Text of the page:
A friend was looking for this song. At least I hope it's this song.
On the Trail Again
Sunday, 1 April 2007
Wednesday, 12 April 2006
Sunday, 18 September 2005
Benny Does Tomyhoi (or is it vice versa?)
Weeks ago Burnie and Liz proposed a lastgaspofsummer backpacking trip. The usual suspects joined in: MB, Sherell, Liz, Burnie, myself -- and a couple of special appearances from Roy and Bennie. This group is one that decided when first and figures out where on the fly. We had a few parameters when we met at the Maltby Cafe Saturday morning. Something shorter (six-ish miles in) where we could bring dogs and, hopefully, have a campfire. Over a crazy breakfast of mondo omelets and hashbrowns and a shared cinnamon roll that was as big as your head we decided on Tomyhoi Lake, just off the Mt Baker Hwy.
The drive was long, close to three hours, but the company was good. In MB's car we talked about our favorite song by The Stones, Queen and Elton John. I Car-a-ok'd to anything that I knew that came on the radio.
We hit the trail at the crack of 2. Luckily the trail is only five miles, so time was never an issue. Shouldn't have been, anyway. We had 1,800 feet elevation in, with a 1,600 foot drop into the lake basin on the backside.
The blueberries were out in force, and we noticed that we got different fruit at different elevations. Some plumper, some plants were blazing red, huckleberries in the mix. Near the pass we found someone's blueberry art. I named the work 'Mr. Blueberry.' It's a mixed media piece utilizing natural tints and found objects on wood.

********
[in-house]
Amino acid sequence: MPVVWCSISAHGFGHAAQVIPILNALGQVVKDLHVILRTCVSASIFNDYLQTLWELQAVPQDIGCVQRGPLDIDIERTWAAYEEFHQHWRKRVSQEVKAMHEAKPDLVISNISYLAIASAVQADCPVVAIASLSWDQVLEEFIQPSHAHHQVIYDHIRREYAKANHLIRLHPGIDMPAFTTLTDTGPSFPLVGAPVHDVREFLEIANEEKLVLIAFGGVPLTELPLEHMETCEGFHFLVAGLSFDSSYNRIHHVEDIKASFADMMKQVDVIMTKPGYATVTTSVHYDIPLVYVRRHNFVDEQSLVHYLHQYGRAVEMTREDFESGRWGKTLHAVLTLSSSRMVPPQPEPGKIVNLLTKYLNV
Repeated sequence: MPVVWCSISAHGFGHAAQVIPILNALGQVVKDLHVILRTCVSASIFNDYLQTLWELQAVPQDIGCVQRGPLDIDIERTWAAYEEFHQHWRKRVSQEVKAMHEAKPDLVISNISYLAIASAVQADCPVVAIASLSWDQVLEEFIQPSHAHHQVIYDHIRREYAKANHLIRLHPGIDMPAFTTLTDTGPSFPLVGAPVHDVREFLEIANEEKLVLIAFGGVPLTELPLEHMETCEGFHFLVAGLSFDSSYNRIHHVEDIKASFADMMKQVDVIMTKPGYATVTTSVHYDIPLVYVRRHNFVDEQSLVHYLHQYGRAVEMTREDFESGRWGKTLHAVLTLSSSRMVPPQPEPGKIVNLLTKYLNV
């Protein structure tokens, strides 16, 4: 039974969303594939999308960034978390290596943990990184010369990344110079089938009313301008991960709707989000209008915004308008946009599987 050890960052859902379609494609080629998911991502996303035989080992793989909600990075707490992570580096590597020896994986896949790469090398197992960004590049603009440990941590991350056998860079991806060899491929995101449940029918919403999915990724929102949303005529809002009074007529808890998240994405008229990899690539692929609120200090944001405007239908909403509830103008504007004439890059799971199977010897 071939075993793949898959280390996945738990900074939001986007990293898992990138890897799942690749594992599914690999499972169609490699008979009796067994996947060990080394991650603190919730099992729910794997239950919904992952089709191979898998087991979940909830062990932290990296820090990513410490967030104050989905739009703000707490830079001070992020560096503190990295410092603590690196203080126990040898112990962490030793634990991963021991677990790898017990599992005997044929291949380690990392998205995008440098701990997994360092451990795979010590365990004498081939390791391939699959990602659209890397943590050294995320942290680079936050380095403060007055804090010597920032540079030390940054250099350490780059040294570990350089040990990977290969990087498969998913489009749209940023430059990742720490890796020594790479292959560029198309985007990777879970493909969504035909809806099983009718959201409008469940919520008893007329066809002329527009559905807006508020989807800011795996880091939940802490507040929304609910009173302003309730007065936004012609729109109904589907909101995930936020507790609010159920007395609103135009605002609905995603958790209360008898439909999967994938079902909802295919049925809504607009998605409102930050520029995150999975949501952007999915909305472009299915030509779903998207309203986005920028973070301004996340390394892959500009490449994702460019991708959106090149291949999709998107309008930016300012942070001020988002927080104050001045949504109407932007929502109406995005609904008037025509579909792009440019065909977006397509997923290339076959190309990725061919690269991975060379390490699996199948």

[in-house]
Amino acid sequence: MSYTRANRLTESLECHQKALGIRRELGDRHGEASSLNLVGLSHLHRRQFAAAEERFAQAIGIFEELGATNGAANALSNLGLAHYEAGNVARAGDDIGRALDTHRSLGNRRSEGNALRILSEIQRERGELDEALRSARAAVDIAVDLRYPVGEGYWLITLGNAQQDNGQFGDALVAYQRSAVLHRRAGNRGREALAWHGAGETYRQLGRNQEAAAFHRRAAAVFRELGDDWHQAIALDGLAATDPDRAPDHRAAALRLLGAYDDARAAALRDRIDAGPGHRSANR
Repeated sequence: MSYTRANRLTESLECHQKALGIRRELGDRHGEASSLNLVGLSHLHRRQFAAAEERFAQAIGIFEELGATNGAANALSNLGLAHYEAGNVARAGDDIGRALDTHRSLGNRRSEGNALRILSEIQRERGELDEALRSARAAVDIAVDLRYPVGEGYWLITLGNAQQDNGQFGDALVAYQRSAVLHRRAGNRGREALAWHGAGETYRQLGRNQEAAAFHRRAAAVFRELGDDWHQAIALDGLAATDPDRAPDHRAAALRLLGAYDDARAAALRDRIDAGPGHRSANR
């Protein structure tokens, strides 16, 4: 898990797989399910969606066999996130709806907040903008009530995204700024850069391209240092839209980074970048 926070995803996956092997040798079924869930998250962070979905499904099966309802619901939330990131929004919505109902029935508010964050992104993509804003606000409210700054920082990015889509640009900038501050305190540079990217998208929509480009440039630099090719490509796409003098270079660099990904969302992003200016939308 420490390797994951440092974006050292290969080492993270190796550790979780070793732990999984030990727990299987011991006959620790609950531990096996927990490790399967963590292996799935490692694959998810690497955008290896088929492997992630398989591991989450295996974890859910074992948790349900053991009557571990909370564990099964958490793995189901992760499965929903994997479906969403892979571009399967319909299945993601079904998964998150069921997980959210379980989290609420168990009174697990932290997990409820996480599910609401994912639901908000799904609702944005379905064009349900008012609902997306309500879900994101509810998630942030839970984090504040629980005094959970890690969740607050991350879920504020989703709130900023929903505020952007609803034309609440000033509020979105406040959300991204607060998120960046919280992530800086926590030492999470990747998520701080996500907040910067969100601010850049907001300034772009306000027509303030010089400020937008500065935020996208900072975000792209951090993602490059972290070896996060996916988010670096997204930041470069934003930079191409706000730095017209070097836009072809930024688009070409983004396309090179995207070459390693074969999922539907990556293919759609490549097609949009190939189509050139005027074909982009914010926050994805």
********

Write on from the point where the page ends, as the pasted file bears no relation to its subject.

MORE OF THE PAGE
Coming down the backside of the trail was spectacular. The lake basin lay below, a big meadow filled with fall colors, all Halloween orange and chimney red. The trail in this section is kinda crazy, to tell the truth. It was stee-eep. I bet you drop that 1,600 feet in just over a mile. A knee killer, and I'm glad to report my sprained MCL held up just fine. Plus, it was also easy to stop and enjoy the views. This is where you first catch sight on Tomyhoi Lake. Something about the perspective here made me think the lake was just beyond the meadow, but looking back at it the next day I realized that it's obvious that it is a fair amount lower than the meadow.
For a five mile trail, the way to Tomyhoi is actually pretty tough. You climb 1,800 feet in the first two miles, drop almost that far in the next mile-and-a-half, and after an easy section, we were practically bushwacking for the last half mile. I was glad to have caught up with Liz, Burnie and Sherell (I was amazed that Sherell kept up with our speed demons!) 'cause Liz did an excellent job of picking the trail. Someone had tied plastic bags to tree limbs to mark the way. It wasn't too treacherous, but I was glad to have company through that section. When we broke out of the brush we were standing at what is regularly the lake short. In this low water year, it made an excellent campsite, with a stream running beside us and the lake another quarter mile away.